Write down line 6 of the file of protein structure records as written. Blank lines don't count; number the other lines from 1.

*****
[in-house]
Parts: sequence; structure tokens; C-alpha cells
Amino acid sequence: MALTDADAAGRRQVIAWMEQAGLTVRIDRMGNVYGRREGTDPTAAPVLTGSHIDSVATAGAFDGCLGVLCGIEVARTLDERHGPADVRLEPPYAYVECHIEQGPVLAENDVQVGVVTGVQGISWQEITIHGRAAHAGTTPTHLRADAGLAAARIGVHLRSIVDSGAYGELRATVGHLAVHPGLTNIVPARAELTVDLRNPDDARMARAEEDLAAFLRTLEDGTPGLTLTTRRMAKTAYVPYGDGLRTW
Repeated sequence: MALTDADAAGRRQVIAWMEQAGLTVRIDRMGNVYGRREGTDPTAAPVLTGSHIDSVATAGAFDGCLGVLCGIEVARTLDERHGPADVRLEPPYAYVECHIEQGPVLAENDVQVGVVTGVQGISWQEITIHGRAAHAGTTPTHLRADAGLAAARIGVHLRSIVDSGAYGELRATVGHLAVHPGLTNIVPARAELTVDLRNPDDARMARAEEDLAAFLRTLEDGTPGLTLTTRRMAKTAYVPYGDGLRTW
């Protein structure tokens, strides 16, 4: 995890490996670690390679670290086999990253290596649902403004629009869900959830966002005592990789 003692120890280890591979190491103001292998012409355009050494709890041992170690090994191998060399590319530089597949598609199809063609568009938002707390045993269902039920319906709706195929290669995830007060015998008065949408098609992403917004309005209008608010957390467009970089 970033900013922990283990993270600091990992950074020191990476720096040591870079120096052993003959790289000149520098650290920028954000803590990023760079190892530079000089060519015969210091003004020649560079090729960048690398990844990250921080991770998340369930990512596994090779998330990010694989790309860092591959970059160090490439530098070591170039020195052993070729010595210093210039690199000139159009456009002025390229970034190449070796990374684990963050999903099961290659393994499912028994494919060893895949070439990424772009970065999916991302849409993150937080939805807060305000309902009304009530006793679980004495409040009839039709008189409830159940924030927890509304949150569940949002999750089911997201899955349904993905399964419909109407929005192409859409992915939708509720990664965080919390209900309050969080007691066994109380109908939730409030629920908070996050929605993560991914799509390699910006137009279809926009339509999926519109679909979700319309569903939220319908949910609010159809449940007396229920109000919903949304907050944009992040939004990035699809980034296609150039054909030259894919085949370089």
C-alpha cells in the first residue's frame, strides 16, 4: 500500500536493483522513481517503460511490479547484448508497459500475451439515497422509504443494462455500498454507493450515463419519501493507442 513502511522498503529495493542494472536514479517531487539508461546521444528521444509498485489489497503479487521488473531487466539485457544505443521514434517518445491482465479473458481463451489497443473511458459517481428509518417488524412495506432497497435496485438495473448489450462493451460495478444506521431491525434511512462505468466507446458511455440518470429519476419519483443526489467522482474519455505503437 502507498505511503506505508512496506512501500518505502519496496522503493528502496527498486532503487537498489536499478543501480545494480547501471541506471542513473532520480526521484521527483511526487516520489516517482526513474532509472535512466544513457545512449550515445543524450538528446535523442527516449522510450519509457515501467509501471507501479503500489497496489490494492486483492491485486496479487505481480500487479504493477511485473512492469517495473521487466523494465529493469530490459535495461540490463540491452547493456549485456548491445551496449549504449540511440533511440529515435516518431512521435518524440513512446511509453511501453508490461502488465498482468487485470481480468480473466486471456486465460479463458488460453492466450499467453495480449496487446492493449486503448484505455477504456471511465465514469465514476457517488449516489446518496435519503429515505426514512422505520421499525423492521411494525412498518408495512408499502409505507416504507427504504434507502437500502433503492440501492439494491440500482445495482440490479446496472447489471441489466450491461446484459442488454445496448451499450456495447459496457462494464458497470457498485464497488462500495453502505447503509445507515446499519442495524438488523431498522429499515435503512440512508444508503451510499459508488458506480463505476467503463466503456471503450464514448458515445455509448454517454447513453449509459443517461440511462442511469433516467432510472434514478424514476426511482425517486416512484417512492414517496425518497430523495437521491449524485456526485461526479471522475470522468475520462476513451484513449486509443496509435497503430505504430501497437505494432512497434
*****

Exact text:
C-alpha cells in the first residue's frame, strides 16, 4: 500500500536493483522513481517503460511490479547484448508497459500475451439515497422509504443494462455500498454507493450515463419519501493507442 513502511522498503529495493542494472536514479517531487539508461546521444528521444509498485489489497503479487521488473531487466539485457544505443521514434517518445491482465479473458481463451489497443473511458459517481428509518417488524412495506432497497435496485438495473448489450462493451460495478444506521431491525434511512462505468466507446458511455440518470429519476419519483443526489467522482474519455505503437 502507498505511503506505508512496506512501500518505502519496496522503493528502496527498486532503487537498489536499478543501480545494480547501471541506471542513473532520480526521484521527483511526487516520489516517482526513474532509472535512466544513457545512449550515445543524450538528446535523442527516449522510450519509457515501467509501471507501479503500489497496489490494492486483492491485486496479487505481480500487479504493477511485473512492469517495473521487466523494465529493469530490459535495461540490463540491452547493456549485456548491445551496449549504449540511440533511440529515435516518431512521435518524440513512446511509453511501453508490461502488465498482468487485470481480468480473466486471456486465460479463458488460453492466450499467453495480449496487446492493449486503448484505455477504456471511465465514469465514476457517488449516489446518496435519503429515505426514512422505520421499525423492521411494525412498518408495512408499502409505507416504507427504504434507502437500502433503492440501492439494491440500482445495482440490479446496472447489471441489466450491461446484459442488454445496448451499450456495447459496457462494464458497470457498485464497488462500495453502505447503509445507515446499519442495524438488523431498522429499515435503512440512508444508503451510499459508488458506480463505476467503463466503456471503450464514448458515445455509448454517454447513453449509459443517461440511462442511469433516467432510472434514478424514476426511482425517486416512484417512492414517496425518497430523495437521491449524485456526485461526479471522475470522468475520462476513451484513449486509443496509435497503430505504430501497437505494432512497434